Pediatric Dentistry Chief Wins Award for Acclaimed Paper

July 13, 2016    |  

D. Vineet Dhar received Paul. P. Taylor Award Dr. Vineet Dhar, BDS, MDS, PhD, associate professor and division chief of Pediatric Dentistry at UMSOD, currently serves as the president of the Maryland Academy of Pediatric Dentistry, a member of the Northeast District, Council on Post-doctoral Education, American Academy of Pediatric Dentistry, and an editorial board member of the journal Pediatric Dentistry.

Given these credentials, it’s safe to assume that Dr. Dhar is an expert in the field. So when he co-authored a paper concluding that there was insufficient evidence of effectiveness for several common interventions to prevent early childhood caries (ECC) - the most common chronic oral disease for infants and young children - the wider world of pediatrics took notice.

Dr. Dhar received the Paul P. Taylor award from the American Academy of Pediatric Dentistry (AAPD) for the paper, titled “Evidence of Effectiveness of Current Therapies to Prevent and Treat Early Childhood Carries,” during the AAPD Annual Session on May 29th. This award is given to the most prestigious article published in Pediatric Dentistry as voted on by the AAPD editorial board. 

Pediatric Dentistry is the bi-monthly official publication of the AAPD. It is internationally recognized as the leading journal in the field and it features the highest-quality peer-reviewed scientific articles, case reports, and abstracts of current pediatric dental research.

The criteria used for voting on the best manuscript includes the number of times it is downloaded by readers, how relevant it is to pediatric dentistry, and the overall quality of the article. Given the intense competition, Dhar’s award was a major accomplishment.

“It’s a great honor and a humbling experience to be recognized in the scientific world for the work we do,” he said.

Dr. Dhar’s paper examines the different techniques and strategies that are used to manage ECC in the efforts to determine the most effective preventive and treatment options. ECC is characterized by severe decay in the teeth of infants or young children.

In particular, the paper focuses on the quality of evidence related to self-applied and professionally applied fluorides, antimicrobial agents, fissure sealants, temporary restorations, and restorative care.

Dhar, in collaboration with co-author Dr. Svante Twetman of the University of Copenhagen, narrowed down the essential literature and findings from randomized clinical trials, abstracted all of the critical information from peer-reviewed articles, and evaluated the quality of evidence supporting particular interventions.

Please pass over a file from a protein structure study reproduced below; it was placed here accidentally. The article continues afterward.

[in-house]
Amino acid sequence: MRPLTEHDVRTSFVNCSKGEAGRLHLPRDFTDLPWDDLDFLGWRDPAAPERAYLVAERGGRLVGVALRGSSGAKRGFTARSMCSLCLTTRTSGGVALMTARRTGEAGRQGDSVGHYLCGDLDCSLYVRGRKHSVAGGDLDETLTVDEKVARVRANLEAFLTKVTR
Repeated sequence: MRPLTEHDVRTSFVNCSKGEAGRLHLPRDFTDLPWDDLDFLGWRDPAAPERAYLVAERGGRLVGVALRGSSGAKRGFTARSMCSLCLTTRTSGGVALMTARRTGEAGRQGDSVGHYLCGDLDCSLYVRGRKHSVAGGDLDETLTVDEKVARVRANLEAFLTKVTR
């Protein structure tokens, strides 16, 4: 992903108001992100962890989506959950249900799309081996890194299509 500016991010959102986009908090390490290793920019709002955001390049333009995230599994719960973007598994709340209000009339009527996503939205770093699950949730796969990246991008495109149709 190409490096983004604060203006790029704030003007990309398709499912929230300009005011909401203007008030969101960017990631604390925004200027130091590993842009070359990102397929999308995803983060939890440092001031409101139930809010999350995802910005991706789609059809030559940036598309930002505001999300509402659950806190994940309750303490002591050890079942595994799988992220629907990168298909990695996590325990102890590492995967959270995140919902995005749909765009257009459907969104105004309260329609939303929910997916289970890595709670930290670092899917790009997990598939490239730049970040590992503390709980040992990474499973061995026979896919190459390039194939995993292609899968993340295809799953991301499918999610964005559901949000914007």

“We wanted to formulate and define a question of what we really needed to find out regarding these various interventions,” said Dr. Dhar.

The paper concluded that there was moderate and limited quality of evidence in support of fluoride toothpaste and fluoride varnish for ECC prevention, and insufficient evidence all other interventions. As a result, the conclusion of paper argued for the need for high quality research and to point out the knowledge gaps to be addressed in future studies.

“There’s a lack of substantial evidence supporting restorative treatment and a need to integrate other concepts of disease management to ensure long-term success,” said Dr. Dhar.

These findings have major implications for the field of pediatrics, and the paper resonated heavily with the readership of Pediatric Dentistry: it was downloaded more than any other manuscript that was nominated.

“The level of downloads shows you how relevant this work was,” said Dr. Norman Tinanoff, DDS ’71, professor in the Department of Pediatric Dentistry at UMSOD and a long-time colleague of Dr. Dhar’s.

Although the paper reveals that there is a lack of high-quality research regarding ECC interventions, Dr. Dhar encourages clinicians to take a “glass half-full” approach to the findings.

“This paper indicates that the informed clinician must combine best available scientific evidence with his/her own expertise as well as parents’ values and expectations,” he said, “the mapping of knowledge gaps disclosed in the paper is a call for intensified clinical research and points out the most pertinent topics to be addressed in ECC prevention and management.”

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